Statement From New York Bank Superintendent And Tarp Oversight Panel Member Richard H. Neiman
October 22, 2009
New York, N.Y.: “At today's Congressional Oversight Panel hearing with Assistant Treasury Secretary Allison, he acknowledged that while progress has been made in bringing more borrowers at-risk of foreclosure into the Administration’s Home Affordable Mortgage Program (HAMP), the measure of success can not be measured only by the number of borrowers who enter the process. The real test is the number of families who complete the trial modification period and receive sustainable permanent modifications.”
“We’ve seen very low conversion rates from trial to permanent modifications to date, due to delays in program implementation. But, with millions of homeowners and public dollars on the line, the Panel held Treasury accountable for sharing their projections on the program’s ultimate success rate. Assistant Secretary Allison stated that historic experience suggests that typically only half of the modifications become permanent. The Administration’s program is unique, however, in providing for much more substantial reductions in monthly payments, which Treasury is hopeful will lead to a conversion rate as high as 75%.”
“Treasury expects hard data based on actual conversion rates early next year, and the Panel will continue to ask difficult questions on the sustainability of those modifications, as well as the overall impact of the program. Even if HAMP is able to achieve a high success rate, there will still be millions of families at-risk who are not eligible to participate. That’s why I have been calling on Treasury to develop other programs to expand the range of assistance, particularly to help those recently unemployed in this recession. I highlighted this issue in our hearing today, and look forward to receiving a follow-up report from Assistant Secretary Allison.”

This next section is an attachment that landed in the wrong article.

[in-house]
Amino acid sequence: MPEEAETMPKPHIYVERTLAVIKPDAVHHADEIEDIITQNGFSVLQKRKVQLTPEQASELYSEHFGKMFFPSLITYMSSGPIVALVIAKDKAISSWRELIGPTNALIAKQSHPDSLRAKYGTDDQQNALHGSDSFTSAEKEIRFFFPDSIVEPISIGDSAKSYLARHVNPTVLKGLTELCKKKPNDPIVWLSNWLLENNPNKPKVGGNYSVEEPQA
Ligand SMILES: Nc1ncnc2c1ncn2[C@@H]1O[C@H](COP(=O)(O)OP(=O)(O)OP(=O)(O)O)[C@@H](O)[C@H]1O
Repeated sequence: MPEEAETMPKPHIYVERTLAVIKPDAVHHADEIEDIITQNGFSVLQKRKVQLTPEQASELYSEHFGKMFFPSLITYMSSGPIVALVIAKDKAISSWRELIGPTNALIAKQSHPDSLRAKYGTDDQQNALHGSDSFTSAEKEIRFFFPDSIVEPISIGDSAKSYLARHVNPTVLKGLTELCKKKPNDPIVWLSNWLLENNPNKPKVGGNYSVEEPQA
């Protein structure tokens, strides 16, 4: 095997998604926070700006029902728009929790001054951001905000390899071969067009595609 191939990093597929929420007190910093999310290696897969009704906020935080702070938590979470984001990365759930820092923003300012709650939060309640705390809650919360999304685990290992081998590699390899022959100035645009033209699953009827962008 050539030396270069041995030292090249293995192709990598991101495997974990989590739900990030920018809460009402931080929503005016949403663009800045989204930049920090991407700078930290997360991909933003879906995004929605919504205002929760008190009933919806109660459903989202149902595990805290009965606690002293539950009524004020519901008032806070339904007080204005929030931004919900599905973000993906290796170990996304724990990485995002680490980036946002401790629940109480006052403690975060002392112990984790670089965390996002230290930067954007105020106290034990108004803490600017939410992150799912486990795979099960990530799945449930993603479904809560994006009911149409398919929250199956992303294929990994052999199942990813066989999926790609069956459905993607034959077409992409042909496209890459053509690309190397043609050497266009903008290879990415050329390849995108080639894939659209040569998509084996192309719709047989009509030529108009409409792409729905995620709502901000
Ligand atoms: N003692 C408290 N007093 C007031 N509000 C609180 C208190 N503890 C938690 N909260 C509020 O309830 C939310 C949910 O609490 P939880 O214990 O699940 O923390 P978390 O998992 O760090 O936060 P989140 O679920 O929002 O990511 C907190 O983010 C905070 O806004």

“We need to help as many families as possible and to stabilize communities, and we need to think creatively. At last month’s Panel’s hearing on foreclosures, we heard very positive feedback on Pennsylvania’s Homeowners Emergency Mortgage Assistance Program (HEMAP), a state program that offers bridge funding to borrowers facing a temporary hardship. And here at home in New York, we have revised the foreclosure process to include mediation sessions in court. Solutions like these that have been proven to work at the local level should be expanded nationwide.”
The New York State Banking Department is the regulator for all state-chartered banking institutions, virtually all of the United States offices of international banking institutions, all of the State’s mortgage brokers, mortgage bankers, check cashers, money transmitters and budget planners. The aggregate assets of the depository institutions supervised by the Banking Department are more than $2.4 trillion.In addition to regulating banking institutions, the Banking Department is active in informing and educating all New Yorkers on banking matters. To contact the Banking Department, please call 1-877-BANK-NYS or visit our Web site at www.dfs.ny.gov.